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Holy Communion      14th July 2018
John the Baptist - Truth to Power
Jeremy Fletcher

Mark 6. 14 - 29

How do you make a point to a powerful leader when you think they need to be challenged? How do you face them with the consequences of who they are and what they do: their injustice, rampant narcissism, imprisonment of dissidents and opponents, their blatant immorality, their multiple marriages, their sexualisation of women, their alliances with the staggeringly dangerous and despotic, their abandonment of the proud traditions and founding documents of their nation?

You are with me, I’m sure. Herod Antipas was all these things. And, in the words of the Scriptures he would know, there is ‘nothing new under the sun’. So, one of the ways people made a point this weekend was to promise so much protest that Donald Trump basically avoided contact with the nation he was visiting. 23 years ago I was a new member of General Synod, and getting used to being in the centre of London. As I was walking to Church House one day, John Major and Bill Clinton were on the other side of the road, walking back from Westminster Abbey to Downing Street. Presidents have changed. London has changed. The nearest I got to Trump on Friday was his helicopter flying over from Windsor. 

Herod Antipas was not the leader of the free world. But he had power over his people. He wasn’t a King, either, though he acted as such and was used in that way by his Roman patrons. They just got annoyed when he went to Rome and asked formally for the title, and exiled him to Gaul. His wife, Herodias, the cause of such trouble in our Gospel reading today, exercised great loyalty to him, and went with him into exile, though she was given the opportunity to stay. Herod had succeeded his father, Herod the Great. Go to Israel today and all the fabulous archaeological sites are Herod’s constructions. He made an impact, and his son revelled in it. You were meant to be daunted by the size and scale, just as we are daunted by the sheer power of POTUS and his military hardware.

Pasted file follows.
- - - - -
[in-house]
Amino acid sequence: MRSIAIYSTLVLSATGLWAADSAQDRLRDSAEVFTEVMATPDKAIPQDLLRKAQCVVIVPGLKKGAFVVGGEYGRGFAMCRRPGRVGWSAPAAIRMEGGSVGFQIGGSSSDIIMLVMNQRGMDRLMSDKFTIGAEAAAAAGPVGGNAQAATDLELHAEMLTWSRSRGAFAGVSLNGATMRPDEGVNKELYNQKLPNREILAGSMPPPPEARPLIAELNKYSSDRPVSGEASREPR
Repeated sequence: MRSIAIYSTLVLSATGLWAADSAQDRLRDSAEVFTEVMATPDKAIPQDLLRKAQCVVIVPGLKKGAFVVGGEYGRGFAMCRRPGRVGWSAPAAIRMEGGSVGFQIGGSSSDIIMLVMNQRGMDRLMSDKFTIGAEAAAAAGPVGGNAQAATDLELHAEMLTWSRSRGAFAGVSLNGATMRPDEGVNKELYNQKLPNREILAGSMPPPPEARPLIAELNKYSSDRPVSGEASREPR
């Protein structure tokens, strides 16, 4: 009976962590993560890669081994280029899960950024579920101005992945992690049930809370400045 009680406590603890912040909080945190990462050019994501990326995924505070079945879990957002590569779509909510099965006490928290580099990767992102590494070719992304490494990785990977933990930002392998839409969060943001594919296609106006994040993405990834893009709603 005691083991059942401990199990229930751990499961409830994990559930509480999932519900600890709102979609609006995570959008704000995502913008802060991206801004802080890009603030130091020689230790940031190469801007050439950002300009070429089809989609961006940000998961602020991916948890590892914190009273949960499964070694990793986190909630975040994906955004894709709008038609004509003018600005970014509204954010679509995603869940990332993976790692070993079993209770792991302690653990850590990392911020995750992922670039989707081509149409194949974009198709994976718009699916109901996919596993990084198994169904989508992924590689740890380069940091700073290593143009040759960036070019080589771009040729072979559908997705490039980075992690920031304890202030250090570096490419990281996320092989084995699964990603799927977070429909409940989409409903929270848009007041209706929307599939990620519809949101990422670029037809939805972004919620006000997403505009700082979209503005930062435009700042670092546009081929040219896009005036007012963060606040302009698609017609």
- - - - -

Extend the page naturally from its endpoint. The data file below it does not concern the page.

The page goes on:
How do you speak truth to such power? A quarter of a million people tried, and such public sentiment, especially when non violent, changes the atmosphere. Or you could become as powerful and weaponised as such a leader, and face them down. But adopting such power opens you up to similar corruption and abuse. What on earth will a Trump Putin summit be like? Today’s Gospel gives another option. Get under their skin. Be of such integrity and commitment and transparent desire for the truth that leaders desperate for affirmation, quick witted, and wanting every scrap of knowledge will want to download what you have. Come with nothing except a new way, which taps into the ancient ways. 

Herod simply cannot resist John. He can’t pigeonhole him, can’t recruit him, hates what he says but won’t silence him. Power needs truth, and someone has to speak it. Truth does not need big money and shiny communications, does not need unlimited access and lobbying rights. It needs boldness and honesty and lack of fear. John knew what would happen. But truth needs to be spoken. And when it is, eventually, however much it gets smacked down and called fake and assassinated and despised, it will be heard.